A NATO fighter guarding its nervous northern states accidentally fired a secret air-to-air missile near the border with Russia yesterday. They still can't find it.
The Spanish Eurofighter Typhoon was policing the border of Estonia to deter Russian incursions, and keeping an eye on their activity over the Baltic Sea.
While taking part in a routine training manoeuvre over the southeast Estonian town of Pangodi, the Typhoon accidentally triggered an AMRAAM — an advanced medium range air-to-air missile. It was engaged in a mock dogfight involving another Spanish Typhoon and two French Mirage 2000 fighters.
It was an area 100km from Russia's border. But the missile is capable of flying between 75km and 120km. It carries an explosive warhead.
The missile's final trajectory is not known.
The advanced missile, filled with sensitive software and sensors, has a self-destruct facility for such incidents. But NATO isn't sure this activated.
It may be sitting on the ground somewhere.
Estonian authorities have initiated an urgent search for the weapon, and appealed for anyone who may have seen it to step forward. Military helicopters and emergency services have been called in on the hunt.
The Spanish Defence Ministry has initiated an investigation.
"A Spanish Eurofighter based in Lithuania accidentally fired a missile without causing any harm," it said in a statement. "The air-to-air missile has not hit any aircraft. The defence ministry has opened an investigation to clarify the exact cause of the incident."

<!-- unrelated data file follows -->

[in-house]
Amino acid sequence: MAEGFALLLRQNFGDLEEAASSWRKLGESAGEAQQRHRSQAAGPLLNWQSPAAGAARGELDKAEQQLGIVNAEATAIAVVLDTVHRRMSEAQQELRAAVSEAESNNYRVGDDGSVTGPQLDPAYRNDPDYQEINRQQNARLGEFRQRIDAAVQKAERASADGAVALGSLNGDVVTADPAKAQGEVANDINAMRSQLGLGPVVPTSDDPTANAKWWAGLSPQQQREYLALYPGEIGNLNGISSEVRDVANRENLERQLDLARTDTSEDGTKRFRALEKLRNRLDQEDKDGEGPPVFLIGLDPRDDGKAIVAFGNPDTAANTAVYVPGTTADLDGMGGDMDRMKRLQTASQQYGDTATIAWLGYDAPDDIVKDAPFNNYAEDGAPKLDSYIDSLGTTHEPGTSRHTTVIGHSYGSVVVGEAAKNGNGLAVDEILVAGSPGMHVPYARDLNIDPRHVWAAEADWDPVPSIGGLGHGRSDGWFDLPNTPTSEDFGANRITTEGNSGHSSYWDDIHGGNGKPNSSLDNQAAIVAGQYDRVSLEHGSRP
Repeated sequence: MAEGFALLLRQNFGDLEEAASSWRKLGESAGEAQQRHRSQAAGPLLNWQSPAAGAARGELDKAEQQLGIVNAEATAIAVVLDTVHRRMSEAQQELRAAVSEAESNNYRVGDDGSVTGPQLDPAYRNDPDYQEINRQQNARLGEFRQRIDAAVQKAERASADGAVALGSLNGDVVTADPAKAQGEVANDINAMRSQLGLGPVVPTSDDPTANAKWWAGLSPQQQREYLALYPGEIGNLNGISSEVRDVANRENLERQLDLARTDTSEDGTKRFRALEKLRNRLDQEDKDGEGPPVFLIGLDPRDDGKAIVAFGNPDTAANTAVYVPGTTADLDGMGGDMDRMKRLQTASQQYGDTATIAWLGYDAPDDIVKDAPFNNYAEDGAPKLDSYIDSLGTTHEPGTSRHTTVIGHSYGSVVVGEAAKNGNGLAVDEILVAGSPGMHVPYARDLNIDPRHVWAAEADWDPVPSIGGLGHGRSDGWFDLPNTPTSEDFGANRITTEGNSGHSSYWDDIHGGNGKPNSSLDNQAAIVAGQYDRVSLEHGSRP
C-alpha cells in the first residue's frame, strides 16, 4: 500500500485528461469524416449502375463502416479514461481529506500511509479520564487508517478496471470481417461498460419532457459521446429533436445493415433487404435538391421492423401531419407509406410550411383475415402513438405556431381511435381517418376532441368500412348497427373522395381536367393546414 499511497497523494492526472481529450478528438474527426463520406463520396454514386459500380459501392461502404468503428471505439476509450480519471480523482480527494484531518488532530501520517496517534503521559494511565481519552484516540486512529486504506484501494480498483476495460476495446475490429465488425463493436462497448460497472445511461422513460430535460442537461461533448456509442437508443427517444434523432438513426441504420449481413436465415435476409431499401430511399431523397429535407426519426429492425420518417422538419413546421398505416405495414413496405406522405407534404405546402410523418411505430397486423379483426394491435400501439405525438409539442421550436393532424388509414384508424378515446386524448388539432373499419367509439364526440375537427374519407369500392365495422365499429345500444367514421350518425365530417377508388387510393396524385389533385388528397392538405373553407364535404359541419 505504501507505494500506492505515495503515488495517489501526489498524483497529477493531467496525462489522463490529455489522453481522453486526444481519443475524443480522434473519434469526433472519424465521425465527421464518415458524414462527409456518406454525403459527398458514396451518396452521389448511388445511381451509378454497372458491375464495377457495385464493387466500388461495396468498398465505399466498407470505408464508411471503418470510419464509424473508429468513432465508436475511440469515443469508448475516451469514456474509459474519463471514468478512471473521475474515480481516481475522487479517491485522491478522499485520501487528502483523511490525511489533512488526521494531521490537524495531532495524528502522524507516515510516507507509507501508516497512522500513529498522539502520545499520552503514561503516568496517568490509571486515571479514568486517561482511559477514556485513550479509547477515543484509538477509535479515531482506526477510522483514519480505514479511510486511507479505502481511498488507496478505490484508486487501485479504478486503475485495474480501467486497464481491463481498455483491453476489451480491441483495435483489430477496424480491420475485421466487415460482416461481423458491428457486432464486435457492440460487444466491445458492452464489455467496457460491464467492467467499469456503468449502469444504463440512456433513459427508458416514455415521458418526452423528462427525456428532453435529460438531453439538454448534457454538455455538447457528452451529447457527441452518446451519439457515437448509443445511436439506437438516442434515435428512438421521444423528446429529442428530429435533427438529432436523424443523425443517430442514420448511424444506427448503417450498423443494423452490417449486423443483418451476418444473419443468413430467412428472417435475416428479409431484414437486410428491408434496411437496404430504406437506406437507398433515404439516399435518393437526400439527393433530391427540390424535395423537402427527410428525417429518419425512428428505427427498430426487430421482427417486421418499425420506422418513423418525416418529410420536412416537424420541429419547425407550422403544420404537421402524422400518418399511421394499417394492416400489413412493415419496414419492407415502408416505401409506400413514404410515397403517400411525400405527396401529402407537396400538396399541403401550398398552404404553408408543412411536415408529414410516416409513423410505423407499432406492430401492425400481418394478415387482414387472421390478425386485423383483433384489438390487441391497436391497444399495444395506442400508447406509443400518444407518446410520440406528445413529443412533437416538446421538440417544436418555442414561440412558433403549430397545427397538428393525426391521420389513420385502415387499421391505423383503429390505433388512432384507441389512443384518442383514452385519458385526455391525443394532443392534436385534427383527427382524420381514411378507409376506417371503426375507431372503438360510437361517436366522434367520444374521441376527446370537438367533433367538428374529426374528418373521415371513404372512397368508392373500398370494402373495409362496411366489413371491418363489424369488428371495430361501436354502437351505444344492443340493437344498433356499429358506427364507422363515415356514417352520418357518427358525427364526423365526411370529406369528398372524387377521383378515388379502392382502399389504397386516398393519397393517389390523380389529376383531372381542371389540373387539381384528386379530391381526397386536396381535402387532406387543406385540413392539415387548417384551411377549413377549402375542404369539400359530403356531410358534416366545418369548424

It has issued a warning through the Estonian defence department stating hat people should avoid approaching "something that looks like a missile".
Estonian Prime Minister Juri Ratas took to Facebook, saying the accident was "extremely regrettable" and "thank God no human casualties".
Similar military exercises have been temporarily suspended.
"I am sure that the Estonian defence forces will, in co-operation with our allies, identify all the circumstances of the case and make every effort to make sure that nothing like this happens again," he said.
Firing a modern missile is no simple task. It's not like accidentally pulling the trigger on a gun. The missile must be activated. Data must be fed into its on-board computer. Its sensors must be given a target.
But pilots are given a 'snapshot' option — for use when the fighter is in the thick of a dogfight with no time to spare for niceties. It can be fired in the general direction of a target before its sensors activate to establish a 'lock-on'.
Even this, however, requires the pilot to deliberately trigger that mode.